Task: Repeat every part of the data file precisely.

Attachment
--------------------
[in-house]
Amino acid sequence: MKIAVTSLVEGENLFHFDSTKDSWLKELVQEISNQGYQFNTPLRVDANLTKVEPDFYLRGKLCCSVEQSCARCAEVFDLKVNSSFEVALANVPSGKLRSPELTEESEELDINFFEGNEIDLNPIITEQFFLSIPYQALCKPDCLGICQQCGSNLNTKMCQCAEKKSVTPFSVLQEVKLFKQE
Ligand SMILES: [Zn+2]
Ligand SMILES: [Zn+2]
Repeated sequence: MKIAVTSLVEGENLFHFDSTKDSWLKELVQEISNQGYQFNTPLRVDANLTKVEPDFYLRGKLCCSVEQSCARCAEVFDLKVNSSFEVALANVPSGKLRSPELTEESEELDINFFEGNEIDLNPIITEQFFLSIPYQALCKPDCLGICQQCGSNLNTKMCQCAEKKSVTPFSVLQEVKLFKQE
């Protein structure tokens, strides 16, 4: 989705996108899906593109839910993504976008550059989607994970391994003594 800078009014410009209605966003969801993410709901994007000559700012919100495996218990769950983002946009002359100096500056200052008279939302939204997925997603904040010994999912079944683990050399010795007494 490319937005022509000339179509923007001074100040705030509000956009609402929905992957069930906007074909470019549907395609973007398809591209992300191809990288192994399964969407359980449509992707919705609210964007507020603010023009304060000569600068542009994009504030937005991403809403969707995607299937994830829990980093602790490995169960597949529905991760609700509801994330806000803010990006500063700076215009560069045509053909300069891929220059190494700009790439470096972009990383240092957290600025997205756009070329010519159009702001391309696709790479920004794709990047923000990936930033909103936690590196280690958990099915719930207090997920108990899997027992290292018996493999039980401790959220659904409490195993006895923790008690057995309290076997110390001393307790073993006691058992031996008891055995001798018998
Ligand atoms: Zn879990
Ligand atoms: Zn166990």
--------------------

[in-house]
Amino acid sequence: MKIAVTSLVEGENLFHFDSTKDSWLKELVQEISNQGYQFNTPLRVDANLTKVEPDFYLRGKLCCSVEQSCARCAEVFDLKVNSSFEVALANVPSGKLRSPELTEESEELDINFFEGNEIDLNPIITEQFFLSIPYQALCKPDCLGICQQCGSNLNTKMCQCAEKKSVTPFSVLQEVKLFKQE
Ligand SMILES: [Zn+2]
Ligand SMILES: [Zn+2]
Repeated sequence: MKIAVTSLVEGENLFHFDSTKDSWLKELVQEISNQGYQFNTPLRVDANLTKVEPDFYLRGKLCCSVEQSCARCAEVFDLKVNSSFEVALANVPSGKLRSPELTEESEELDINFFEGNEIDLNPIITEQFFLSIPYQALCKPDCLGICQQCGSNLNTKMCQCAEKKSVTPFSVLQEVKLFKQE
């Protein structure tokens, strides 16, 4: 989705996108899906593109839910993504976008550059989607994970391994003594 800078009014410009209605966003969801993410709901994007000559700012919100495996218990769950983002946009002359100096500056200052008279939302939204997925997603904040010994999912079944683990050399010795007494 490319937005022509000339179509923007001074100040705030509000956009609402929905992957069930906007074909470019549907395609973007398809591209992300191809990288192994399964969407359980449509992707919705609210964007507020603010023009304060000569600068542009994009504030937005991403809403969707995607299937994830829990980093602790490995169960597949529905991760609700509801994330806000803010990006500063700076215009560069045509053909300069891929220059190494700009790439470096972009990383240092957290600025997205756009070329010519159009702001391309696709790479920004794709990047923000990936930033909103936690590196280690958990099915719930207090997920108990899997027992290292018996493999039980401790959220659904409490195993006895923790008690057995309290076997110390001393307790073993006691058992031996008891055995001798018998
Ligand atoms: Zn879990
Ligand atoms: Zn166990």